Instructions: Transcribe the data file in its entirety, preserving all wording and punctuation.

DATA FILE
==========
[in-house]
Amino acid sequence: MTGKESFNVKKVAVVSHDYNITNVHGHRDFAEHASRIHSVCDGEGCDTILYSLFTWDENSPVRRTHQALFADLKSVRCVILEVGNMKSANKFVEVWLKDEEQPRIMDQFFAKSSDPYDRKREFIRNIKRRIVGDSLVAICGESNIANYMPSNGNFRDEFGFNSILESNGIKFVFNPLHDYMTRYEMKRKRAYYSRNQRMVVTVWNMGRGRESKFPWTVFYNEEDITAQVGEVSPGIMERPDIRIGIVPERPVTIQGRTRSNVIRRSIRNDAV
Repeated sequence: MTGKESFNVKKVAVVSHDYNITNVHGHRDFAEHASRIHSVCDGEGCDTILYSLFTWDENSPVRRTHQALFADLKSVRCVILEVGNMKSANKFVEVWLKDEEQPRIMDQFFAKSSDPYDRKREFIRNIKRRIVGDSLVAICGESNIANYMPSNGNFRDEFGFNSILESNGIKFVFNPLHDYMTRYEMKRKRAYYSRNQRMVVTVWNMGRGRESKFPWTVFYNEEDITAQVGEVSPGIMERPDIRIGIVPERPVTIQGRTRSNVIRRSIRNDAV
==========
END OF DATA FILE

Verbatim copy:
[in-house]
Amino acid sequence: MTGKESFNVKKVAVVSHDYNITNVHGHRDFAEHASRIHSVCDGEGCDTILYSLFTWDENSPVRRTHQALFADLKSVRCVILEVGNMKSANKFVEVWLKDEEQPRIMDQFFAKSSDPYDRKREFIRNIKRRIVGDSLVAICGESNIANYMPSNGNFRDEFGFNSILESNGIKFVFNPLHDYMTRYEMKRKRAYYSRNQRMVVTVWNMGRGRESKFPWTVFYNEEDITAQVGEVSPGIMERPDIRIGIVPERPVTIQGRTRSNVIRRSIRNDAV
Repeated sequence: MTGKESFNVKKVAVVSHDYNITNVHGHRDFAEHASRIHSVCDGEGCDTILYSLFTWDENSPVRRTHQALFADLKSVRCVILEVGNMKSANKFVEVWLKDEEQPRIMDQFFAKSSDPYDRKREFIRNIKRRIVGDSLVAICGESNIANYMPSNGNFRDEFGFNSILESNGIKFVFNPLHDYMTRYEMKRKRAYYSRNQRMVVTVWNMGRGRESKFPWTVFYNEEDITAQVGEVSPGIMERPDIRIGIVPERPVTIQGRTRSNVIRRSIRNDAV